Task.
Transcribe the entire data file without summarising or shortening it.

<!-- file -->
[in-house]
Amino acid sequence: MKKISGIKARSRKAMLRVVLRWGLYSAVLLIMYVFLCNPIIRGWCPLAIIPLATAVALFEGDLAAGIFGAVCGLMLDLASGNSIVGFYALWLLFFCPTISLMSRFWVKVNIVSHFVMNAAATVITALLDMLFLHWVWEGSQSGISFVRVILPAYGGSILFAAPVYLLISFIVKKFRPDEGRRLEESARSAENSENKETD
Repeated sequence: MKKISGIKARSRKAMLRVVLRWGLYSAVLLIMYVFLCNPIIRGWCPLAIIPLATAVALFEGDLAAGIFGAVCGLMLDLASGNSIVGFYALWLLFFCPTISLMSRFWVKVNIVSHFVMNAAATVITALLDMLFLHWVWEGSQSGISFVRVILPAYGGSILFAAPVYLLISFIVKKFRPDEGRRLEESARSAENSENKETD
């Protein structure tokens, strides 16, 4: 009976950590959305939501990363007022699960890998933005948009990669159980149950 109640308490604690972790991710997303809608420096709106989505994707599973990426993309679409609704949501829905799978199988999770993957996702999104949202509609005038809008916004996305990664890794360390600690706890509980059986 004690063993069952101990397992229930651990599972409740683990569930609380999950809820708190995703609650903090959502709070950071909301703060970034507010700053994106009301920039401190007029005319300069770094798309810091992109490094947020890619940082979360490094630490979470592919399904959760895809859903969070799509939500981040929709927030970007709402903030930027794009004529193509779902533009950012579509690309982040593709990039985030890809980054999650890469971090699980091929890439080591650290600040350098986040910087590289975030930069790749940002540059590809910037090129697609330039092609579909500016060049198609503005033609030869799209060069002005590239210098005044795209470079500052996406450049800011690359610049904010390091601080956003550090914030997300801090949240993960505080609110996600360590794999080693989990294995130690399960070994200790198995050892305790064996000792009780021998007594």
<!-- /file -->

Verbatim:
[in-house]
Amino acid sequence: MKKISGIKARSRKAMLRVVLRWGLYSAVLLIMYVFLCNPIIRGWCPLAIIPLATAVALFEGDLAAGIFGAVCGLMLDLASGNSIVGFYALWLLFFCPTISLMSRFWVKVNIVSHFVMNAAATVITALLDMLFLHWVWEGSQSGISFVRVILPAYGGSILFAAPVYLLISFIVKKFRPDEGRRLEESARSAENSENKETD
Repeated sequence: MKKISGIKARSRKAMLRVVLRWGLYSAVLLIMYVFLCNPIIRGWCPLAIIPLATAVALFEGDLAAGIFGAVCGLMLDLASGNSIVGFYALWLLFFCPTISLMSRFWVKVNIVSHFVMNAAATVITALLDMLFLHWVWEGSQSGISFVRVILPAYGGSILFAAPVYLLISFIVKKFRPDEGRRLEESARSAENSENKETD
């Protein structure tokens, strides 16, 4: 009976950590959305939501990363007022699960890998933005948009990669159980149950 109640308490604690972790991710997303809608420096709106989505994707599973990426993309679409609704949501829905799978199988999770993957996702999104949202509609005038809008916004996305990664890794360390600690706890509980059986 004690063993069952101990397992229930651990599972409740683990569930609380999950809820708190995703609650903090959502709070950071909301703060970034507010700053994106009301920039401190007029005319300069770094798309810091992109490094947020890619940082979360490094630490979470592919399904959760895809859903969070799509939500981040929709927030970007709402903030930027794009004529193509779902533009950012579509690309982040593709990039985030890809980054999650890469971090699980091929890439080591650290600040350098986040910087590289975030930069790749940002540059590809910037090129697609330039092609579909500016060049198609503005033609030869799209060069002005590239210098005044795209470079500052996406450049800011690359610049904010390091601080956003550090914030997300801090949240993960505080609110996600360590794999080693989990294995130690399960070994200790198995050892305790064996000792009780021998007594």